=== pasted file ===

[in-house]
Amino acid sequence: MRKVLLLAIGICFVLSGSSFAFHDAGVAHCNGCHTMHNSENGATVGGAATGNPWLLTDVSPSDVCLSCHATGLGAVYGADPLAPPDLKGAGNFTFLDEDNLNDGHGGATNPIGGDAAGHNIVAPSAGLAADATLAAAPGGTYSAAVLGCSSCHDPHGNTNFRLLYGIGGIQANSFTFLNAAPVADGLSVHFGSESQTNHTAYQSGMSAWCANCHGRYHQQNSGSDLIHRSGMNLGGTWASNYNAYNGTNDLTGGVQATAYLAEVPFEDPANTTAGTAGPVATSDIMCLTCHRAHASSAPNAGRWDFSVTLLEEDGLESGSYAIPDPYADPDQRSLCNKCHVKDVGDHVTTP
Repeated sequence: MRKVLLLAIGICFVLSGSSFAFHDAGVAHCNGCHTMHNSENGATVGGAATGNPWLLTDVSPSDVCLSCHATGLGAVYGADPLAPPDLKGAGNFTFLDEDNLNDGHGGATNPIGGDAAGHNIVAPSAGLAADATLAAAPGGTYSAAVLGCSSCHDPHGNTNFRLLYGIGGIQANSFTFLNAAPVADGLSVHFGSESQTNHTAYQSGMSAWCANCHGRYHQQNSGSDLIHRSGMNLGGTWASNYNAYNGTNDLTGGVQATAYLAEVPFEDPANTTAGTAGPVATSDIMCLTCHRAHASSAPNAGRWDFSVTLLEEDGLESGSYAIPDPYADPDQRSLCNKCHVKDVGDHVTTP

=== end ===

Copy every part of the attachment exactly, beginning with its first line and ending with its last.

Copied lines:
[in-house]
Amino acid sequence: MRKVLLLAIGICFVLSGSSFAFHDAGVAHCNGCHTMHNSENGATVGGAATGNPWLLTDVSPSDVCLSCHATGLGAVYGADPLAPPDLKGAGNFTFLDEDNLNDGHGGATNPIGGDAAGHNIVAPSAGLAADATLAAAPGGTYSAAVLGCSSCHDPHGNTNFRLLYGIGGIQANSFTFLNAAPVADGLSVHFGSESQTNHTAYQSGMSAWCANCHGRYHQQNSGSDLIHRSGMNLGGTWASNYNAYNGTNDLTGGVQATAYLAEVPFEDPANTTAGTAGPVATSDIMCLTCHRAHASSAPNAGRWDFSVTLLEEDGLESGSYAIPDPYADPDQRSLCNKCHVKDVGDHVTTP
Repeated sequence: MRKVLLLAIGICFVLSGSSFAFHDAGVAHCNGCHTMHNSENGATVGGAATGNPWLLTDVSPSDVCLSCHATGLGAVYGADPLAPPDLKGAGNFTFLDEDNLNDGHGGATNPIGGDAAGHNIVAPSAGLAADATLAAAPGGTYSAAVLGCSSCHDPHGNTNFRLLYGIGGIQANSFTFLNAAPVADGLSVHFGSESQTNHTAYQSGMSAWCANCHGRYHQQNSGSDLIHRSGMNLGGTWASNYNAYNGTNDLTGGVQATAYLAEVPFEDPANTTAGTAGPVATSDIMCLTCHRAHASSAPNAGRWDFSVTLLEEDGLESGSYAIPDPYADPDQRSLCNKCHVKDVGDHVTTP